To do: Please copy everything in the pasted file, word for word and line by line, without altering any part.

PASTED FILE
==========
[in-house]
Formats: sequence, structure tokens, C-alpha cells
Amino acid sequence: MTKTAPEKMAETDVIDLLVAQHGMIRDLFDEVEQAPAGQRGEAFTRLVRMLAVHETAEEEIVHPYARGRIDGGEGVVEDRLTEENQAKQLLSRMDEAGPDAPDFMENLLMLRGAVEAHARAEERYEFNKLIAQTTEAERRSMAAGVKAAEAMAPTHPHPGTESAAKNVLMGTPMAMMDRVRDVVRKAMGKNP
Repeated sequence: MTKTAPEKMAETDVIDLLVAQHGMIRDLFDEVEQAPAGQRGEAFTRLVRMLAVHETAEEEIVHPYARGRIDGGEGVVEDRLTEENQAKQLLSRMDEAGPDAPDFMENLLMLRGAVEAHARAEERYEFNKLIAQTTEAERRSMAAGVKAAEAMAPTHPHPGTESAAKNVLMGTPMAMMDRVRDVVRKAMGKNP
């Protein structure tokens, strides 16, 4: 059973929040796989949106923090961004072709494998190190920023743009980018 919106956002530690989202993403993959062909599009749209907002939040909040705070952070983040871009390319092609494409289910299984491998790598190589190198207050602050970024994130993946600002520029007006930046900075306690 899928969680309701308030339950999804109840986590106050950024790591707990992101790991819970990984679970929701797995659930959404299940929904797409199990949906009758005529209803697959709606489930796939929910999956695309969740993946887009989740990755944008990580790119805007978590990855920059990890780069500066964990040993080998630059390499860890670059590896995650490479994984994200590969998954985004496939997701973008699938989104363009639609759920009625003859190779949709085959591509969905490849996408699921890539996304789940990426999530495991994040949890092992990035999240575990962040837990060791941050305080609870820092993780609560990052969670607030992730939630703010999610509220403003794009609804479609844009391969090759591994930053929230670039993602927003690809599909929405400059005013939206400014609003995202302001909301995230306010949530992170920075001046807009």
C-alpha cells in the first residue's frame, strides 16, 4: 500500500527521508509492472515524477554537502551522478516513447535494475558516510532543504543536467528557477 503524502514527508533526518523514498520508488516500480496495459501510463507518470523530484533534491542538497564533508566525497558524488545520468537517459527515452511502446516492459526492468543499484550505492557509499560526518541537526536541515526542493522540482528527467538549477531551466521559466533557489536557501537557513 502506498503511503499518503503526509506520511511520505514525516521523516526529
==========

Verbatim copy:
[in-house]
Formats: sequence, structure tokens, C-alpha cells
Amino acid sequence: MTKTAPEKMAETDVIDLLVAQHGMIRDLFDEVEQAPAGQRGEAFTRLVRMLAVHETAEEEIVHPYARGRIDGGEGVVEDRLTEENQAKQLLSRMDEAGPDAPDFMENLLMLRGAVEAHARAEERYEFNKLIAQTTEAERRSMAAGVKAAEAMAPTHPHPGTESAAKNVLMGTPMAMMDRVRDVVRKAMGKNP
Repeated sequence: MTKTAPEKMAETDVIDLLVAQHGMIRDLFDEVEQAPAGQRGEAFTRLVRMLAVHETAEEEIVHPYARGRIDGGEGVVEDRLTEENQAKQLLSRMDEAGPDAPDFMENLLMLRGAVEAHARAEERYEFNKLIAQTTEAERRSMAAGVKAAEAMAPTHPHPGTESAAKNVLMGTPMAMMDRVRDVVRKAMGKNP
């Protein structure tokens, strides 16, 4: 059973929040796989949106923090961004072709494998190190920023743009980018 919106956002530690989202993403993959062909599009749209907002939040909040705070952070983040871009390319092609494409289910299984491998790598190589190198207050602050970024994130993946600002520029007006930046900075306690 899928969680309701308030339950999804109840986590106050950024790591707990992101790991819970990984679970929701797995659930959404299940929904797409199990949906009758005529209803697959709606489930796939929910999956695309969740993946887009989740990755944008990580790119805007978590990855920059990890780069500066964990040993080998630059390499860890670059590896995650490479994984994200590969998954985004496939997701973008699938989104363009639609759920009625003859190779949709085959591509969905490849996408699921890539996304789940990426999530495991994040949890092992990035999240575990962040837990060791941050305080609870820092993780609560990052969670607030992730939630703010999610509220403003794009609804479609844009391969090759591994930053929230670039993602927003690809599909929405400059005013939206400014609003995202302001909301995230306010949530992170920075001046807009």
C-alpha cells in the first residue's frame, strides 16, 4: 500500500527521508509492472515524477554537502551522478516513447535494475558516510532543504543536467528557477 503524502514527508533526518523514498520508488516500480496495459501510463507518470523530484533534491542538497564533508566525497558524488545520468537517459527515452511502446516492459526492468543499484550505492557509499560526518541537526536541515526542493522540482528527467538549477531551466521559466533557489536557501537557513 502506498503511503499518503503526509506520511511520505514525516521523516526529